Hi all,

I've been searching for hours but i can't find any solutions so i hope someone can help...

Is there any way of proving that the += operator is more efficient than the + operator...

i.e. A += B instead of A = A + B

I'm hoping to use code to see how much overhead is being saved.


thanks in advance,

John Riley

>Is there any way of proving that the += operator is more efficient than the + operator...
Sure. Look at it and say "Hey, A is being evaluated twice with the + operator but only once with the += operator" and "Hey, A + B is probably making a temporary copy".

It is more efficient and i know that the standard operator assignment is being performed on a temporary value.

My question is, is there a way of proving it with code? Otherwise how do we know for sure.

>My question is, is there a way of proving it with code?
Well, that's different from your original question, isn't it? Why not perform the operations a few billion times and see which one takes longer?

#include <ctime>
#include <climits>
#include <iostream>

template <typename T>
double runassignadd ( unsigned long n )
{
  T a = T();
  T b = T();
  std::clock_t start = std::clock();

  for ( unsigned long i = 0; i < n; i++ )
    a += b;
  
  return ( (double)std::clock() - start ) / CLOCKS_PER_SEC;
}

template <typename T>
double runadd ( unsigned long n )
{
  T a = T();
  T b = T();
  std::clock_t start = std::clock();

  for ( unsigned long i = 0; i < n; i++ )
    a = a + b;
  
  return ( (double)std::clock() - start ) / CLOCKS_PER_SEC;
}

int main()
{
  std::cout<<"A += B    -- "<< runassignadd<int> ( UINT_MAX ) <<'\n';
  std::cout<<"A = A + B -- "<< runadd<int> ( UINT_MAX ) <<'\n';
}

>Otherwise how do we know for sure.
Don't put too much weight on empirical tests for making a general statement. There are often unknowns that skew the result and depend on the machine you test with, the code you use, and so on.

Short of examining the object code created, probably no definitive answer. It may be compiler dependent.

In a brute force approach, run the two operations in a verrrrry big loop, time the differences. I just tried this:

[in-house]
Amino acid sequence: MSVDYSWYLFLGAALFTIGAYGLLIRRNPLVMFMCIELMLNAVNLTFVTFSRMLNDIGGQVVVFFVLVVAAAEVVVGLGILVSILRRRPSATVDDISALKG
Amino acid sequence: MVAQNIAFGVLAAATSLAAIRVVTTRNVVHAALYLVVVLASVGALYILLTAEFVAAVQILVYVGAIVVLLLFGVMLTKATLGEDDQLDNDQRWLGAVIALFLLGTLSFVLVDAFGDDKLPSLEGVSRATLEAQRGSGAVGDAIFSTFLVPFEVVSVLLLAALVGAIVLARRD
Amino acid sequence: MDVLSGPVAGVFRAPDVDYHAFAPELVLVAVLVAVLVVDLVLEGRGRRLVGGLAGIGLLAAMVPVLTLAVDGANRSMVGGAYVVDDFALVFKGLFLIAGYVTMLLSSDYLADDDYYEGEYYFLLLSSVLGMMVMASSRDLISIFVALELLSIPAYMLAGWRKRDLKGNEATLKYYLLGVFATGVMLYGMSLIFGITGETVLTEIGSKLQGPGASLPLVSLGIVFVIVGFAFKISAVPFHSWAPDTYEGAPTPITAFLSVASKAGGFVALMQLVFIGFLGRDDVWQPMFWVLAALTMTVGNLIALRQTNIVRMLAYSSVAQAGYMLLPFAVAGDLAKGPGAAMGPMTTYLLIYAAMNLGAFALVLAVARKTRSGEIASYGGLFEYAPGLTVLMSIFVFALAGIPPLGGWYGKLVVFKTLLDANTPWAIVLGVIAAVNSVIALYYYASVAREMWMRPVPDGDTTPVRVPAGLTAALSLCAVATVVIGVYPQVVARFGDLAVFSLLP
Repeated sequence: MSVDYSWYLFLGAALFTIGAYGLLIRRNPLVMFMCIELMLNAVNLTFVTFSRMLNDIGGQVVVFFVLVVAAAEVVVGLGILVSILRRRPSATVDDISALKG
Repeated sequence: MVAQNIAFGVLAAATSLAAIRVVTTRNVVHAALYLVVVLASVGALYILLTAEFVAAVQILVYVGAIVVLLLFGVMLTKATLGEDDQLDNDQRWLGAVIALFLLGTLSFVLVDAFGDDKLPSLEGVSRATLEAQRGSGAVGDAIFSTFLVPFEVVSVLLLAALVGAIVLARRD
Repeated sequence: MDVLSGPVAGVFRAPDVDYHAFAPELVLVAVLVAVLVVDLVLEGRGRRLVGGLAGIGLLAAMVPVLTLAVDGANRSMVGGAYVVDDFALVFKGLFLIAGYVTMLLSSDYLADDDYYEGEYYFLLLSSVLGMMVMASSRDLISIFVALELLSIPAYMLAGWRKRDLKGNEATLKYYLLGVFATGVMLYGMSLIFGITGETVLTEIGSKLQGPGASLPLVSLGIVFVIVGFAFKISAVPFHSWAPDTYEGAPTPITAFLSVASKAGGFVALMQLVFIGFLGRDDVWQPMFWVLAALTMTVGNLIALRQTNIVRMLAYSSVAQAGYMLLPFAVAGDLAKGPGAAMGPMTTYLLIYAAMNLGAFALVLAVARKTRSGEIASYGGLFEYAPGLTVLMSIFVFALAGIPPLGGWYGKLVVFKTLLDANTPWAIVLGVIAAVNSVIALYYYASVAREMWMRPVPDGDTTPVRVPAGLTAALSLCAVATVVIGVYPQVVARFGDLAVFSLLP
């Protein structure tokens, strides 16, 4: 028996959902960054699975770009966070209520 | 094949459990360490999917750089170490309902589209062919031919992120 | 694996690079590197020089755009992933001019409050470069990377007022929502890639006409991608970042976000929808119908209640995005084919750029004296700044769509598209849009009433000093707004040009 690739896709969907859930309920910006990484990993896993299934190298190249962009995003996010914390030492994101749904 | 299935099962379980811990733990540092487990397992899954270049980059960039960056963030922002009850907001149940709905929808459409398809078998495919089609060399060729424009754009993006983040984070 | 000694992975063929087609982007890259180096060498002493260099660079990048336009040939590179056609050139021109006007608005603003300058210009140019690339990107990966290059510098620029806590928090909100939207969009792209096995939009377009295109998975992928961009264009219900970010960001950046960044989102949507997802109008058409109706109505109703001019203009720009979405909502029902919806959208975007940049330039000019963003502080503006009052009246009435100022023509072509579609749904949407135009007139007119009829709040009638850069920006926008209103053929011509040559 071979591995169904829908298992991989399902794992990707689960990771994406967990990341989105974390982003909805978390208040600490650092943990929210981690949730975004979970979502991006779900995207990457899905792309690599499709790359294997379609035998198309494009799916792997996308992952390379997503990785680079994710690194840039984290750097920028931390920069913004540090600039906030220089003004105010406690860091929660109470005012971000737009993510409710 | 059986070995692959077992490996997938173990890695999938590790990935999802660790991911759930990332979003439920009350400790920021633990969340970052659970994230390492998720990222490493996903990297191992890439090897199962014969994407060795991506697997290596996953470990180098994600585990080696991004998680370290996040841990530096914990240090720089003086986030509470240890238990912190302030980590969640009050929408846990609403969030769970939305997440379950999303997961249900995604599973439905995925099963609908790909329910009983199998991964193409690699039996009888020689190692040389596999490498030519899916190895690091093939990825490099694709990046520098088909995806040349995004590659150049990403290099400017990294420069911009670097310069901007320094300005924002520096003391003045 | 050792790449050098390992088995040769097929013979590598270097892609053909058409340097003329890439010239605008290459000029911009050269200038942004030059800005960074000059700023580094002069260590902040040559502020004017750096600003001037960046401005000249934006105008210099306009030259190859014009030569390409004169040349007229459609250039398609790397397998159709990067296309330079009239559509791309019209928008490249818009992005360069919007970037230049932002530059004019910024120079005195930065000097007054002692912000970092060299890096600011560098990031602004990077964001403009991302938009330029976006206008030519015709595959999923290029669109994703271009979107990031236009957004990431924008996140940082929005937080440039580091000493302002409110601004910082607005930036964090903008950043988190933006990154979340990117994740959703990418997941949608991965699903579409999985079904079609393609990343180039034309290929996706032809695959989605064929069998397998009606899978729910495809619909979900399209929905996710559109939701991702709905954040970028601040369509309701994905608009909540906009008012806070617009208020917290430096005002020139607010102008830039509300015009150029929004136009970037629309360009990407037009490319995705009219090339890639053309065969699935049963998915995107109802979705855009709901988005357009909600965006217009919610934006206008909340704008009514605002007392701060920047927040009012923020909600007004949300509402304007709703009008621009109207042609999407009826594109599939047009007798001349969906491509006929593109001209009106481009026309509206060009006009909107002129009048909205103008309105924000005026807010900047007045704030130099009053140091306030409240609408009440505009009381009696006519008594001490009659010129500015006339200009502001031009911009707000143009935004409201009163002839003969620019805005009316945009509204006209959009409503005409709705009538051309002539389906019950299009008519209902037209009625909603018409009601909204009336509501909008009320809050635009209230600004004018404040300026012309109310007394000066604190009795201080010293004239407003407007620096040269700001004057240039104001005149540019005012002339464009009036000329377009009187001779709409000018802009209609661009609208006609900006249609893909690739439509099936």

#include <iostream>
#include <cstdlib>
#include <ctime>

using namespace std;

int main() 
{
   int a = 10;
   int b = 6;
   unsigned int i;
   int j;

   clock_t   start_time, end_time;

   start_time = clock( );

   for( j = 0; j < 10; j++ )
      for( i = 0; i < 4000000000 ; i++)
      {
         a = 10;
         a = a + b;
      }

   end_time = clock( );
   cout << "time: " 
         << (double)(end_time - start_time)/ CLOCKS_PER_SEC << endl << endl;

   cout << start_time << '\t' << end_time << endl;

    return 0;
}// end of main

changing the a = a + b; to the += version in a second test. Running on a 3.2GHz Pentium D, the timings were:
a = a + b 109.83
a += b 109.143

Hmmm, is there any significant, practical difference? I think not. Remember, that was 40 billion iterations.

YMMV
Val

I do like the idea of timing the different assignments. What about actually changing or overloading the += operator? any ideas or suggestions?

does anyone know which header file holds the += operator code?

My apologies to Narue... my original question was different but i meant no offense.

> Hmmm, is there any significant, practical difference?
> I think not. Remember, that was 40 billion iterations.

for standard types like int or double, it would not make any difference. the compiler knows everything about these types and can see that a = a + b ; and a += b ; are equivalent and generate identical (optimized) code.

the case could be different for user defined types; for one the overloaded + or += operators may not be inline and the compiler cannot make any assumptions about the equivalence between a = a + b ; and a += b ; . if the operatos are inline, a good compiler can still optimize; even in this case, avoiding the creation of anonymous temporaries can improve performance.

int func_int_plus( int a, int b )
{
  return a = a + b ;
}

int func_int_plus_assign( int a, int b )
{
  return a += b ;
}

struct A
{ 
  A( int xx, int yy ) : x(xx), y(yy) {}
  A operator+ ( const A& that ) const 
  { return A( x+that.x, y+that.y ) ; }
  A& operator+= ( const A& that ) 
  { x += that.x ; y += that.y ; return *this ; }
  int x ;
  int y ;
};

A func_A_plus( A a, A b )
{
  return a = a + b ;
}

A func_A_plus_assign( A a, A b )
{
  return a += b ;
}

A& func_A_plus_assign_byref( A& a, const A& b )
{
  return a += b ;
}

>c++ -O3 -S -fomit-frame-pointer operator.cc
an extract of the relevant parts of the assembly generated (gcc 4.2.3):

.file    "operator.cc"
/////////////////////////////////
_Z13func_int_plusii:
.LFB2:
    movl    8(%esp), %eax
    addl    4(%esp), %eax
    ret
.LFE2:
//////////////////////////////////
_Z20func_int_plus_assignii:
.LFB3:
    movl    8(%esp), %eax
    addl    4(%esp), %eax
    ret
.LFE3:
//////////////////////////////////
_Z11func_A_plus1AS_:
.LFB9:
    pushl    %ebx
.LCFI0:
    movl    8(%esp), %ebx
    movl    12(%esp), %ecx
    addl    16(%esp), %ebx
    addl    20(%esp), %ecx
    movl    %ecx, %edx
    movl    %ebx, %eax
    popl    %ebx
 output   ret
//////////////////////////////////
_Z18func_A_plus_assign1AS_:
.LFB10:
    pushl    %ebx
.LCFI1:
    movl    12(%esp), %ecx
    movl    8(%esp), %ebx
    addl    16(%esp), %ebx
    addl    20(%esp), %ecx
    movl    %ecx, %edx
    movl    %ebx, %eax
    popl    %ebx
    ret
.LFE10:
//////////////////////////////////
_Z24func_A_plus_assign_byrefR1ARKS_:
.LFB11:
    movl    4(%esp), %eax
    movl    8(%esp), %ecx
    movl    (%ecx), %edx
    addl    %edx, (%eax)
    movl    4(%ecx), %edx
    addl    %edx, 4(%eax)
    ret
.LFE11:
//////////////////////////////////
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